Jackson’s mistake was probably caused by Dyson’s speed: he didn’t think Jarrod could get to that ball. When a player has unusual talent, he can fool the opposition by doing something that dosen’t seem possible — like Francoeur‘s throw to get Shin-Soo Chin.
In the 2nd inning, Mike Moustakas cut in front of Alcides Escobar to take a ground ball off the bat of Andy Dirks. Moose did not get Dirks, but third baseman are taught to take anything they can from shortstops; they’re moving toward first, the shortstop is going to his backhand side away from first.
Alex Gordon hit an opposite-field home run, apparently aided by the wind. Smart pitchers will use the wind by forcing hitters to hit the ball directly into the breeze and then let the wind knock the ball down.
In the 5th with Francoeur on third, Tiger catcher Alex Avila blocked a pitch in the dirt. Scoring from third on a pitch to the backstop has gotten trickier since they installed those ground level advertisements behind home plate. The ball now has several different surfaces it can hit and nobody is sure which one will come into play. Runners can be halfway home by the time it’s clear the ball has struck something solid and is coming right back to home plate.
Dyson got his second assist when Jhonny Peralta tried to stretch a single into a double. Peralta probably got misled by a scouting report that said Dyson couldn’t throw.
The Dyson situation is interesting and here’s why: every day Ned Yost comes down to the dugout before the game and answers questions from the media. The health of players is a big topic and Ned is often vague or less than fully informative.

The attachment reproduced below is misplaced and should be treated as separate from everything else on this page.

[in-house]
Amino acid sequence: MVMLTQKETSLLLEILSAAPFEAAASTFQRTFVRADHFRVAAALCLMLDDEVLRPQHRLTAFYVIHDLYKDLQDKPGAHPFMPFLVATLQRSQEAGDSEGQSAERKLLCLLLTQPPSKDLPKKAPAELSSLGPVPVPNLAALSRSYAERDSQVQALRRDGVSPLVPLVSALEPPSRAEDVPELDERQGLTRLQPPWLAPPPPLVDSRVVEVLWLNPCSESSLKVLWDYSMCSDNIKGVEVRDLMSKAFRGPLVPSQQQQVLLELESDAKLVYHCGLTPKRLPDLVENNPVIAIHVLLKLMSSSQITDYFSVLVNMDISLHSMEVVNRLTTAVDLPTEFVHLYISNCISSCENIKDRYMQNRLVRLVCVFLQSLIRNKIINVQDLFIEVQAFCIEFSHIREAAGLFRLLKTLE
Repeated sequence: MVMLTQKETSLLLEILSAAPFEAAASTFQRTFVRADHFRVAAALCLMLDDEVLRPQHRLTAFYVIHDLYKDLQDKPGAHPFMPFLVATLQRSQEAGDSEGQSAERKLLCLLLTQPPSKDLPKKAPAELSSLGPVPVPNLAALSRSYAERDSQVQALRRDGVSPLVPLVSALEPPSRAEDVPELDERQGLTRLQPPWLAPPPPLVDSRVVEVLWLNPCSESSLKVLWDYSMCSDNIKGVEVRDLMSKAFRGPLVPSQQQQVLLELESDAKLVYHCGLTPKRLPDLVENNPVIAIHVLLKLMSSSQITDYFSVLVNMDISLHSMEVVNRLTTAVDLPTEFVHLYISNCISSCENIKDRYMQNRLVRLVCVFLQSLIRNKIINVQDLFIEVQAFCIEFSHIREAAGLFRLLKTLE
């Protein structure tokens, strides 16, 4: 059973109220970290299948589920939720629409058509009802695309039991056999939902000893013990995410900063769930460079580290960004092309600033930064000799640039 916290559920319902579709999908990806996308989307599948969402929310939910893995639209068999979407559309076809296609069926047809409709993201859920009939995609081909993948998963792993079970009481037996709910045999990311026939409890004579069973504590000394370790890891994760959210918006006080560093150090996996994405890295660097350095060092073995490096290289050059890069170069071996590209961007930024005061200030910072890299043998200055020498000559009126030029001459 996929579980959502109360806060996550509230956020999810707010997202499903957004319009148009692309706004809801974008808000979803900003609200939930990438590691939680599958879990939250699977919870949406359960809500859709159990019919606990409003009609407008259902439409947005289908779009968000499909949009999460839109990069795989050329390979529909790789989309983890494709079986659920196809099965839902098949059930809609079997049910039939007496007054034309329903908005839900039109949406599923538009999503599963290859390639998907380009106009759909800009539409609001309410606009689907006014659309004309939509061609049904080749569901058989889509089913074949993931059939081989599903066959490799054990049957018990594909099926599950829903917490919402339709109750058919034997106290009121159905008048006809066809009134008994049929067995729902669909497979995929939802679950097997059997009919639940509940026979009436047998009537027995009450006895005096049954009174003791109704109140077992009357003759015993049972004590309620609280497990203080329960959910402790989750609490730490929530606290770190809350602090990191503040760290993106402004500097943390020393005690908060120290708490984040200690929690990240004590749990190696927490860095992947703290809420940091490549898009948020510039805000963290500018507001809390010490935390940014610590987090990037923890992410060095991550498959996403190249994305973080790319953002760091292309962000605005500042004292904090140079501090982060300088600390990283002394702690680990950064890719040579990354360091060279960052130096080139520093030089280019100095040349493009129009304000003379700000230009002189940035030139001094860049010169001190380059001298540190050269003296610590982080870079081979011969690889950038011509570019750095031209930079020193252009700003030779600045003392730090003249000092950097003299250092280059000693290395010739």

But now you can see why: when the Indians were in town, why advertise that your centerfielder couldn’t throw? Now that the Royals are in Detroit, why advertise that Dyson’s arm seems to be feeling better (assuming it is, but it sure looked better).
Saving a surprise for the opposition can be an advantage.
Back to the game notes
Things got a little nutty in the 5th inning after Peralta was thrown out by Dyson: Alex Avila walked, Omar Infante singled and Austin Jackson doubled. Avila scored and Infante was stopping at third when Jeff Francoeur’s throw back to the infield got away from Alcides Escobar. Infante scored, but Alex Gordon was backing up the throw and picked up another outfield assist when Austin Jackson tried to advance to third and Gordon threw him out.
Gordon being in the right place at the right time is a big deal. How many times has Alex backed up that play and nobody noticed because the ball didn’t get away? But baseball will punish you if you back up the throw 99 times and neglect to do so the 100th time: that will be the time the ball gets away.
If you ask people to name team leaders, Gordon’s name will come up. But not because he’s vocal — everyone says Alex leads by example. Backing up second on a throw from right field meant an unexpected out and prevented Luke Hochevar from facing Miguel Cabrera with a runner in scoring position. That’s leading by example — be where you’re supposed to be, do your job.